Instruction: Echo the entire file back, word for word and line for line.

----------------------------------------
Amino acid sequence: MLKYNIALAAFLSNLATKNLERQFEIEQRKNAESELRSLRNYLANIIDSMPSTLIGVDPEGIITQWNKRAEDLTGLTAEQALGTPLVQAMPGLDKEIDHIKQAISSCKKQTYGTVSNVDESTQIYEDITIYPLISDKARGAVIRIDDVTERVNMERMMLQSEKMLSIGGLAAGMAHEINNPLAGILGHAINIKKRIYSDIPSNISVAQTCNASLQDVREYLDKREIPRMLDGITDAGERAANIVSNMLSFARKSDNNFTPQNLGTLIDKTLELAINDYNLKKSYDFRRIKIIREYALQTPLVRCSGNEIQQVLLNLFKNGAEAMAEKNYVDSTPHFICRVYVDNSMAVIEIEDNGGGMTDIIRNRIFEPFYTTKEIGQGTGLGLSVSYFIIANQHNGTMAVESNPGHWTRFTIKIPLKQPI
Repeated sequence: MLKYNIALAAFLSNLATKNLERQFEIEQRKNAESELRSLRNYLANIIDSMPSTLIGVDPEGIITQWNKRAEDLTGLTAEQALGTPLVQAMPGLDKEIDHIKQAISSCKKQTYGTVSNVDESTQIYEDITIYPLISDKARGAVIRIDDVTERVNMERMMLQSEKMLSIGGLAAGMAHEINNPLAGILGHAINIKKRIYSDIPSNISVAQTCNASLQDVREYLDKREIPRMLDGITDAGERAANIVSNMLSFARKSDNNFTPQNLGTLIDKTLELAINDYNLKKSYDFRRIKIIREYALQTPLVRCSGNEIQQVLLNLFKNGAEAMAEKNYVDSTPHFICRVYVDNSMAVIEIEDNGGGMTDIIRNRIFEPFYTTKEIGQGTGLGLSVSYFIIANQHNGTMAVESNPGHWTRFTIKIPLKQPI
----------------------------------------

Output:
Amino acid sequence: MLKYNIALAAFLSNLATKNLERQFEIEQRKNAESELRSLRNYLANIIDSMPSTLIGVDPEGIITQWNKRAEDLTGLTAEQALGTPLVQAMPGLDKEIDHIKQAISSCKKQTYGTVSNVDESTQIYEDITIYPLISDKARGAVIRIDDVTERVNMERMMLQSEKMLSIGGLAAGMAHEINNPLAGILGHAINIKKRIYSDIPSNISVAQTCNASLQDVREYLDKREIPRMLDGITDAGERAANIVSNMLSFARKSDNNFTPQNLGTLIDKTLELAINDYNLKKSYDFRRIKIIREYALQTPLVRCSGNEIQQVLLNLFKNGAEAMAEKNYVDSTPHFICRVYVDNSMAVIEIEDNGGGMTDIIRNRIFEPFYTTKEIGQGTGLGLSVSYFIIANQHNGTMAVESNPGHWTRFTIKIPLKQPI
Repeated sequence: MLKYNIALAAFLSNLATKNLERQFEIEQRKNAESELRSLRNYLANIIDSMPSTLIGVDPEGIITQWNKRAEDLTGLTAEQALGTPLVQAMPGLDKEIDHIKQAISSCKKQTYGTVSNVDESTQIYEDITIYPLISDKARGAVIRIDDVTERVNMERMMLQSEKMLSIGGLAAGMAHEINNPLAGILGHAINIKKRIYSDIPSNISVAQTCNASLQDVREYLDKREIPRMLDGITDAGERAANIVSNMLSFARKSDNNFTPQNLGTLIDKTLELAINDYNLKKSYDFRRIKIIREYALQTPLVRCSGNEIQQVLLNLFKNGAEAMAEKNYVDSTPHFICRVYVDNSMAVIEIEDNGGGMTDIIRNRIFEPFYTTKEIGQGTGLGLSVSYFIIANQHNGTMAVESNPGHWTRFTIKIPLKQPI